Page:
Resistance is a force that slows or stops movement. It is a natural and expected part of any change.

Working with Resistance

Resistance is an emotional process. Behind the resistance are certain feelings.

The basic strategy is to help the resistance blow itself out, like a storm, and not to fight the resistance head-on

The above… yes, and no.  The resistance blows (itself) out when there is no longer anything to resist.  The resistance itself serves a purpose, like the protective brother, or father, or friend who ultimately needs to recognise that  the support or protection is not required at this time…

Resistance to change is functional when not carried to extremes. In other words, the energy we put into resisting change also permits us to preserve balance in our lives by relegating habitual responses to the unconscious

Resistance is a force that slows or stops movement. It is a natural and expected part of any change

Pressure to Change

According to some models pressing for change tends to threaten stability and thus increases the power of forces maintaining the system. So, the most effective way to bring about change is to reduce the forces of resistance

Preservation

At the heart of

Resistance

is our fear of loss.

Of change

  • Fear of the unknown

  • Suspicion and mistrust

  • Ambiguity about what the change will mean (for individual job/role)

  • Loss of status and/or job security.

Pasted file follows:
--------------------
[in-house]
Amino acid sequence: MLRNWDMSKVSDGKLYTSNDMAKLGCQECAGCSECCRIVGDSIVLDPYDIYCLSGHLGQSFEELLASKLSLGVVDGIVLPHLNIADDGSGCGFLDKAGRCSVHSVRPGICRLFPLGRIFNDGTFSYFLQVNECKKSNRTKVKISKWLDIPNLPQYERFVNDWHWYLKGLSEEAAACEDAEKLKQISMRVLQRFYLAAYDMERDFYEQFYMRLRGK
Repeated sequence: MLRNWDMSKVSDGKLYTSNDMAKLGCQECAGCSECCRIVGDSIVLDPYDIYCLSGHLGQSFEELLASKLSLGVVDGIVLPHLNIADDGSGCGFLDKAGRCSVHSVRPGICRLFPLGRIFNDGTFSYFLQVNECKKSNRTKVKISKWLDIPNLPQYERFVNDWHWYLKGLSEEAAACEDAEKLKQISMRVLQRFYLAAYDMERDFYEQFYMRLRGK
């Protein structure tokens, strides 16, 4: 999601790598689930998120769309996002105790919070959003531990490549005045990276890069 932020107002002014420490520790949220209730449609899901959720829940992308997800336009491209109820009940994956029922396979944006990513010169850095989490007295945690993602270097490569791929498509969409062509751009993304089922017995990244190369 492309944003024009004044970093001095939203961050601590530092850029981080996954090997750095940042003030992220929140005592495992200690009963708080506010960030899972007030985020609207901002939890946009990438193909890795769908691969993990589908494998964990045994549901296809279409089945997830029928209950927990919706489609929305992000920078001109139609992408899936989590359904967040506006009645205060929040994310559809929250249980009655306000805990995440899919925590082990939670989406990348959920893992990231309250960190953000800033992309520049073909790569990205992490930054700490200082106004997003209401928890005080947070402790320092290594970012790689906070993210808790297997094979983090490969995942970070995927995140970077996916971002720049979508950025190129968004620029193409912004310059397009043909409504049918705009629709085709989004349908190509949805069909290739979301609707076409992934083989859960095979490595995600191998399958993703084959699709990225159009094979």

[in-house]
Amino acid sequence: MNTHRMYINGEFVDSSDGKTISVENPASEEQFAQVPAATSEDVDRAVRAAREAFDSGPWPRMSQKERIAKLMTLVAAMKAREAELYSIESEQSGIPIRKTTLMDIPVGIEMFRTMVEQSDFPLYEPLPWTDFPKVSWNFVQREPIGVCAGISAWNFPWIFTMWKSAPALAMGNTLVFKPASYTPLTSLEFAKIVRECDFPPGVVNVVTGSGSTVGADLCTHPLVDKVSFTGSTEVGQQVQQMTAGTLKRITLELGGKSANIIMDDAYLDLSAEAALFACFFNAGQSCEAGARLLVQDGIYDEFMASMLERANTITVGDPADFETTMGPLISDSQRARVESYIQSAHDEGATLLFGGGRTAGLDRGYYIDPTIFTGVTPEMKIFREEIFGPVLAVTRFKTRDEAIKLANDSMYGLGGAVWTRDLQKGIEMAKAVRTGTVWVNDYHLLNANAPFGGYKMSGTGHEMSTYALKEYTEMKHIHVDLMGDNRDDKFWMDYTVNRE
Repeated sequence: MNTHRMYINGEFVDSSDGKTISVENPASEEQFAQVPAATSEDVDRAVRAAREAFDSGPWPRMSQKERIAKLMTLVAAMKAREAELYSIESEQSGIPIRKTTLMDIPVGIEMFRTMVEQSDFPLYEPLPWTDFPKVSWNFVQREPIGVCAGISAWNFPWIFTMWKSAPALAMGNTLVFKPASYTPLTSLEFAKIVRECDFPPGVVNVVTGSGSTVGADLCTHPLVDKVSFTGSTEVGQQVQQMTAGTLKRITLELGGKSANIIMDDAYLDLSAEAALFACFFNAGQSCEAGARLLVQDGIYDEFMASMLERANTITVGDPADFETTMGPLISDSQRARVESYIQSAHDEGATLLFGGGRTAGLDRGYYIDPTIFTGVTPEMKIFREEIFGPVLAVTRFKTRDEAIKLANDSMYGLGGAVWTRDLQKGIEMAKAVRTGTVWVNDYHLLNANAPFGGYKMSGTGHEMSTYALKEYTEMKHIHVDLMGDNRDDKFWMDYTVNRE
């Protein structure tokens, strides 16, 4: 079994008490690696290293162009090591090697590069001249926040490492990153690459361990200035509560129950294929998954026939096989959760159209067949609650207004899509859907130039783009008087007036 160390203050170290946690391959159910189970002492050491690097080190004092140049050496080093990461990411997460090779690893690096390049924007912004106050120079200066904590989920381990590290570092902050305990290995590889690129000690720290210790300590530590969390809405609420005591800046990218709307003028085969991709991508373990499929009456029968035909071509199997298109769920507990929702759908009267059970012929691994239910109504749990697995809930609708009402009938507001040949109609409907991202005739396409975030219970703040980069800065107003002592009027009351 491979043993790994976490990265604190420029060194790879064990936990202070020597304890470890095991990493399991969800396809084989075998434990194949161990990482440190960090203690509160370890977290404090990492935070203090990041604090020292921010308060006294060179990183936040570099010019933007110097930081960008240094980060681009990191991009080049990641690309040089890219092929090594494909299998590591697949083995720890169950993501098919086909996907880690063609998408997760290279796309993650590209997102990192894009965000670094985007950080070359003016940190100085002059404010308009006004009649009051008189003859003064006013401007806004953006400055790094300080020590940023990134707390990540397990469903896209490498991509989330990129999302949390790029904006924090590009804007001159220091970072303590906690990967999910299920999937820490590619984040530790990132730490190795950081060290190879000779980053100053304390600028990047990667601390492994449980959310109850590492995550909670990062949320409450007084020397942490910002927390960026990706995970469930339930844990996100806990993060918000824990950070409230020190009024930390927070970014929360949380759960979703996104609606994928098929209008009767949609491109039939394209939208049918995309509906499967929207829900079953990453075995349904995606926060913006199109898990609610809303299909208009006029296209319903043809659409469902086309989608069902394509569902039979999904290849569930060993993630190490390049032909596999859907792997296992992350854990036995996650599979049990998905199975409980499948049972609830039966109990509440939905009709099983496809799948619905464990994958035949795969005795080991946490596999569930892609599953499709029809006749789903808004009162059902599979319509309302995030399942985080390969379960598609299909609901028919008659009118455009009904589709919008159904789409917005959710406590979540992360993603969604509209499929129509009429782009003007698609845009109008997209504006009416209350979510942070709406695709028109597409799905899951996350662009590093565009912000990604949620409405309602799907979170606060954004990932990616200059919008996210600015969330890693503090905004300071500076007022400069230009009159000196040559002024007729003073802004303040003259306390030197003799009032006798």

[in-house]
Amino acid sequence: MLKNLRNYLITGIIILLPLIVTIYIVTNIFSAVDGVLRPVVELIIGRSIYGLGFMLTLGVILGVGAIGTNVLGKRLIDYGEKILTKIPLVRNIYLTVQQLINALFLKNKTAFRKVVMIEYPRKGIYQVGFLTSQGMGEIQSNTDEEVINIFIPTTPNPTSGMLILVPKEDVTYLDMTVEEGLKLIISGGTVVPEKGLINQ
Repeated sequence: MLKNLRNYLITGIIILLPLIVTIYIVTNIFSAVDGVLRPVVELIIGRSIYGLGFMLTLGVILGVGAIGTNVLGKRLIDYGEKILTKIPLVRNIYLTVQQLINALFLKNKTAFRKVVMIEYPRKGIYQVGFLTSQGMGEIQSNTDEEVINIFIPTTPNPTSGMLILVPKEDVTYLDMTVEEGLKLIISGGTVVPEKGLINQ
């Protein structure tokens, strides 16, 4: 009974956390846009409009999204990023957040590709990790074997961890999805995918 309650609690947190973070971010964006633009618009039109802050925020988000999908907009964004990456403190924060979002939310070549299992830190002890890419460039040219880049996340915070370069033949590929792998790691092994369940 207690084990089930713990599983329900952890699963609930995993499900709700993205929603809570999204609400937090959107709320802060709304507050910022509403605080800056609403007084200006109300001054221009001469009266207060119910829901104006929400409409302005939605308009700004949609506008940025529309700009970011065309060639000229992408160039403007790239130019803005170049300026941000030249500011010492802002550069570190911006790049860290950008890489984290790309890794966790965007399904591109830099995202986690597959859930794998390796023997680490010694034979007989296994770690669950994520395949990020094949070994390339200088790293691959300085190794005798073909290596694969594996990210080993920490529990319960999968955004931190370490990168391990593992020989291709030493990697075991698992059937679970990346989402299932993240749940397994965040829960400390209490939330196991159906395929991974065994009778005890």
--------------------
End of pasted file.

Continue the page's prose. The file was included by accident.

• Peer pressure

Of losing what has been preserved

Gestalt Therapy Theory of Change

Gestalt Adaption

Gestalt Theory was formulated by Fritz Perls, an experienced psychoanalysis.  In terms of defences Gestalt Theory adapted from psychoanalysis and formulated defences in terms resistances to being in contact – in the relational setting.  The formulation of resistances within Gestalt Theory is in conjunction with its view of the Self in Contact

Defence Mechanisms Gestalt

RESISTANCE TO CONTACT – the defenses we develop to prevent us from experiencing the present fully


Five major channels of resistance:

Deflection

Introjection

Projection

Confluence

Retroflection


david forrest image Gestalt Cycle showing interruptions to contact


Deflection

To avoid becoming aware of what is perceived to be damaging or negative experiences the person will seek to turn away direct contact with another person. This avoidance ensures criticism is not heard and therefore does not upset or damage the person. However in turning this unwelcome criticism away the person will also turn away the positive

" you look nice today" "Oh I don't think so, I haven't shaved today!"

"This is a good piece of writing!" "Uh, it's just a few notes jotted down"

Rather than accept (welcome) attention, meaning bringing awareness to a situation the person deflects, or side steps from the situation, avoiding being aware; avoiding contact. The effect is to avoid your surroundings, your environment; and to miss the positiveness coming to you